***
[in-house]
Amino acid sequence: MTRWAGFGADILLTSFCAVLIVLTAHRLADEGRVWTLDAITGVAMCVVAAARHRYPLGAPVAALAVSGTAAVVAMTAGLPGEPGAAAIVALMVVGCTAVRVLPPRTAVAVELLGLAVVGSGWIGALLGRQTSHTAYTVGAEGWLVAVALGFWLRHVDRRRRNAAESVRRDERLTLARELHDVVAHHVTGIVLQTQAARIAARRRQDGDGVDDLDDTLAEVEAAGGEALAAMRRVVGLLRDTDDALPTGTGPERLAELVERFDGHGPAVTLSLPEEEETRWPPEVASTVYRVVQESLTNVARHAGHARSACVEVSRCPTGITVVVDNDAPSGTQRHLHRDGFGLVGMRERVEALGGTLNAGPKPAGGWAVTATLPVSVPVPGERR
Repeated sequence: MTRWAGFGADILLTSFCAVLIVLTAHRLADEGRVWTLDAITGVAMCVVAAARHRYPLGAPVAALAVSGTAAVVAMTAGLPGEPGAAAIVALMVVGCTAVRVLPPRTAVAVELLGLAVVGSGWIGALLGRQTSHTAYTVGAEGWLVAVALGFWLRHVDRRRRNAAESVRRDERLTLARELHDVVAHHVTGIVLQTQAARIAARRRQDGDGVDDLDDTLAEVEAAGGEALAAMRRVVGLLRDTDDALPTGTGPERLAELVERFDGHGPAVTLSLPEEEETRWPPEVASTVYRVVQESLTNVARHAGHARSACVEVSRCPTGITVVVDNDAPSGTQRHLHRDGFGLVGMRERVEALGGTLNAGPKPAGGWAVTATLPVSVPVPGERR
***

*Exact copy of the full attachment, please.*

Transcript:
[in-house]
Amino acid sequence: MTRWAGFGADILLTSFCAVLIVLTAHRLADEGRVWTLDAITGVAMCVVAAARHRYPLGAPVAALAVSGTAAVVAMTAGLPGEPGAAAIVALMVVGCTAVRVLPPRTAVAVELLGLAVVGSGWIGALLGRQTSHTAYTVGAEGWLVAVALGFWLRHVDRRRRNAAESVRRDERLTLARELHDVVAHHVTGIVLQTQAARIAARRRQDGDGVDDLDDTLAEVEAAGGEALAAMRRVVGLLRDTDDALPTGTGPERLAELVERFDGHGPAVTLSLPEEEETRWPPEVASTVYRVVQESLTNVARHAGHARSACVEVSRCPTGITVVVDNDAPSGTQRHLHRDGFGLVGMRERVEALGGTLNAGPKPAGGWAVTATLPVSVPVPGERR
Repeated sequence: MTRWAGFGADILLTSFCAVLIVLTAHRLADEGRVWTLDAITGVAMCVVAAARHRYPLGAPVAALAVSGTAAVVAMTAGLPGEPGAAAIVALMVVGCTAVRVLPPRTAVAVELLGLAVVGSGWIGALLGRQTSHTAYTVGAEGWLVAVALGFWLRHVDRRRRNAAESVRRDERLTLARELHDVVAHHVTGIVLQTQAARIAARRRQDGDGVDDLDDTLAEVEAAGGEALAAMRRVVGLLRDTDDALPTGTGPERLAELVERFDGHGPAVTLSLPEEEETRWPPEVASTVYRVVQESLTNVARHAGHARSACVEVSRCPTGITVVVDNDAPSGTQRHLHRDGFGLVGMRERVEALGGTLNAGPKPAGGWAVTATLPVSVPVPGERR